Theories of aging
In this essay I am going to explain two theories of ageing such as social disengagement and activity theory. I will also discuss these theories in relation to my chosen individual, Kurt Cobain, and how they have affected their development or would have in the future. I will discuss how social disengagement and activity theory may have affected him in his later life if he had reached that life stage.
The first theory I am going to explain is the social disengagement theory. This is a theory that says older people will need to withdraw from social contact with others. This is because older people will disengage due to reduced physical health and loss of social opportunities. This will mean that older people will not socialise as much as they used to when they were younger. This may be because they may not be able to move around as much as they use to or their physical health may have reduced and they won’t be able to go out as much.
A theorist, called Eileen Cumming (1975), argued that older people would experience a reduction in social contact as they grew older and become increasingly ‘individual’ and less concerned with the expectations of others. He argued that it was appropriate and healthy for older people to withdraw from others. He believed it was a natural part of ageing. Although many people today do not agree with this theory, when Cumming’s first came up with the theory in 1961 there was no internet or text messaging.
Also many older people would not have access to a car so they would not be able to go out and see their friends and family like they can now. Many older people didn’t have phones in their homes either so they were unable to call others and talk to them. This could be a reason why older people lost contact and didn’t go out as much because they were unable to.
Another theorist, named Bromley, argued that ‘although some individuals fight the process all the way, disengagement of some sort is bound to come, simply because old people have neither the physical nor the mental resources they had when they were younger.’ The theory of disengagement suggests that losing contact with other people is in inevitable consequence of biological decline and that withdrawing from other people is a natural and appropriate response to ageing. However there is little statistical evidence that this is a general rule.
Another theorist named Zimbardo argued that ‘the disengagement view of social ageing has been largely discredited for a number of reasons’. The majority of older people do remain socially involved with family and friends and many older people become more involved with close family as they become older. It may be that many older people choose to spend their time with people who they feel close to rather than looking to make new friends.
An issue that may limit social interaction is ill-health. This will limit social interaction because it will mean that you may have poor mobility or problems with hearing or vision. This will make it difficult because you may not be able to get places to see others. Another issue may be geographical mobility. For example if someone moves away then they will be further away from friends and family. This will make it difficult because some older people may not have access to a car so they may not see much of them. Another issue that will limit social interaction is retirement. This will mean that as they no longer work they won’t see their colleagues as much as they did when they were working.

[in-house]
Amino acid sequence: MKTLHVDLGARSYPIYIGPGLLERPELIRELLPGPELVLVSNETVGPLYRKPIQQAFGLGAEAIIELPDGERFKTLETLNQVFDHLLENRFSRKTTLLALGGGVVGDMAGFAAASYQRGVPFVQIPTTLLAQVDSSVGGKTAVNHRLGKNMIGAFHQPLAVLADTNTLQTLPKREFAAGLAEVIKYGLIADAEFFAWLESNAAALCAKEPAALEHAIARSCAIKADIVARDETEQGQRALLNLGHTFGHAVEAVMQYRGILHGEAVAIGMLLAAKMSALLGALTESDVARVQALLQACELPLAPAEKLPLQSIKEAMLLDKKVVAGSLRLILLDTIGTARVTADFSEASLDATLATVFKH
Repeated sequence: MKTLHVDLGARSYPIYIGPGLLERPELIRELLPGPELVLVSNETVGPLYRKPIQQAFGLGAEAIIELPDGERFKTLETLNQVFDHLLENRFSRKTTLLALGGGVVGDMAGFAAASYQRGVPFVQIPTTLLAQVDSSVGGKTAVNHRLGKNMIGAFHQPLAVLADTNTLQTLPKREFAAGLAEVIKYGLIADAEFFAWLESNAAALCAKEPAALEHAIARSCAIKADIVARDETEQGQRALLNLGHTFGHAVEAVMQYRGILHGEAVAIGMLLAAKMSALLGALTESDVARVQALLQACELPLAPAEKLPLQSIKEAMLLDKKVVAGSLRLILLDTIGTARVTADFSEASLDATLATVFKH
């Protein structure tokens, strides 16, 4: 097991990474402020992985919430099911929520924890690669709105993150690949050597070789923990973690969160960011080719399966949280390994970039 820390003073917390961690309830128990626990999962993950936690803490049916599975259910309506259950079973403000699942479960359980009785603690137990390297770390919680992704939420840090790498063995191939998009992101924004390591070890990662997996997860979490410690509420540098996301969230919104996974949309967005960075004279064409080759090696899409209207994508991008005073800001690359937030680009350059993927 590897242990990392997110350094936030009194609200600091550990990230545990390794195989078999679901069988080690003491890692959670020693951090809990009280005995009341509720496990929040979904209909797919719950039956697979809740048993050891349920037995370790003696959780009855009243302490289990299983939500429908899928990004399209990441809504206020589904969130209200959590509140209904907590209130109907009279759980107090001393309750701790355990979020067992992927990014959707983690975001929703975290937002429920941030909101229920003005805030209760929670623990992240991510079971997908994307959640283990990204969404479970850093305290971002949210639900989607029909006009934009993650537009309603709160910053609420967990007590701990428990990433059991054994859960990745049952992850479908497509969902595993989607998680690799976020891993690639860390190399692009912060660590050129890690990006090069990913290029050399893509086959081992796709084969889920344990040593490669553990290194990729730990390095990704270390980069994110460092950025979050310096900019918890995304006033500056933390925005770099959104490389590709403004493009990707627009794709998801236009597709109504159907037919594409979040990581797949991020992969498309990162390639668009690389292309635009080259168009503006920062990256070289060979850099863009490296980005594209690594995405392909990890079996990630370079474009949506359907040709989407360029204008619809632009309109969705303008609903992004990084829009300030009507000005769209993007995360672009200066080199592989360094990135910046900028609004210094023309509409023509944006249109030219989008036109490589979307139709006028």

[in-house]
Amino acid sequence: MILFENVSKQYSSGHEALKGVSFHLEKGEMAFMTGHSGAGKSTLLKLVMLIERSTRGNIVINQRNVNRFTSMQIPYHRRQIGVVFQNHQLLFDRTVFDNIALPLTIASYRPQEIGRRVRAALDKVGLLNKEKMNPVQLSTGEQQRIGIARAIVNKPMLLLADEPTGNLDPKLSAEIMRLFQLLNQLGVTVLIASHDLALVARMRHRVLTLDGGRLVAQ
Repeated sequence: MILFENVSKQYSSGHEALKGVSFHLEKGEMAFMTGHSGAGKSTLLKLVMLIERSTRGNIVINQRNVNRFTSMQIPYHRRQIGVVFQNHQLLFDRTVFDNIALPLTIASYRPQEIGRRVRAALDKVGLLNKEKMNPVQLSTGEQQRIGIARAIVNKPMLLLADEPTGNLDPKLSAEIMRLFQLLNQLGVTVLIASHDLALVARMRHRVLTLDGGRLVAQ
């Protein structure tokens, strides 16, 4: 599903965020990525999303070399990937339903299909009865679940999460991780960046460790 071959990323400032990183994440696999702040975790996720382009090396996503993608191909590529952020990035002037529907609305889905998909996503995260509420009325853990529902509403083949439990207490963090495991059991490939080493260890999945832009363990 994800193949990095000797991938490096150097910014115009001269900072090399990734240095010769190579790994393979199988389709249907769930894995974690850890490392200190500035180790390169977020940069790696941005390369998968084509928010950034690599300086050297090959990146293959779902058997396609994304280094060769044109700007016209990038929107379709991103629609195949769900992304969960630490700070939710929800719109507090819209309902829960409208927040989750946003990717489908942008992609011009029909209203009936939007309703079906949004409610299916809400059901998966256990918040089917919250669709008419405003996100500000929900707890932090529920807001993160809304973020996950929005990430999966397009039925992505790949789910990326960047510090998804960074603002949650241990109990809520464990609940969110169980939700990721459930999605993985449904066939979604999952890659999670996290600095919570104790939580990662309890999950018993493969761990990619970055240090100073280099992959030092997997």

Social disengagement theory may have affected Kurt Cobain in a number of ways. He suffered from chronic bronchitis and a heart condition which could have been made worse later through life. This could have led to him not being able to go out and socialise with his friends and family. When Kurt was in early adulthood he hardly seen his friends as he suffered depression. As Kurt did not want any help this may have increased throughout his life.
This may have led to him not socialising and seeing friends and family. As he reached later adulthood he may have suffered from more problems such as not being able to move around as easily. This could mean that he wasn’t able to go out a lot which would mean that he wouldn’t be socialising as much. We can only guess what may happen though as he died at a young age and did not reach later adulthood.
Another theory of ageing is the activity theory. The activity theory is different from the social disengagement theory because it is saying that older people should still be involved in activities. In 1961 Bromley argued that older people need to disengage, but that they also needed to remain ‘active’ in order to prevent disengagement from going too far. He said that “It is not sufficient merely to provide facilities for elderly people.
They need to be educated to make use of them and encouraged to abandon apathetic attitudes and fixed habits.’ Bromley argued that it was important to remain mentally active and maintain an interest in life and enjoy the company of others. Too much disengagement would lead to ‘stagnation’ and a loss of mental and physical skills.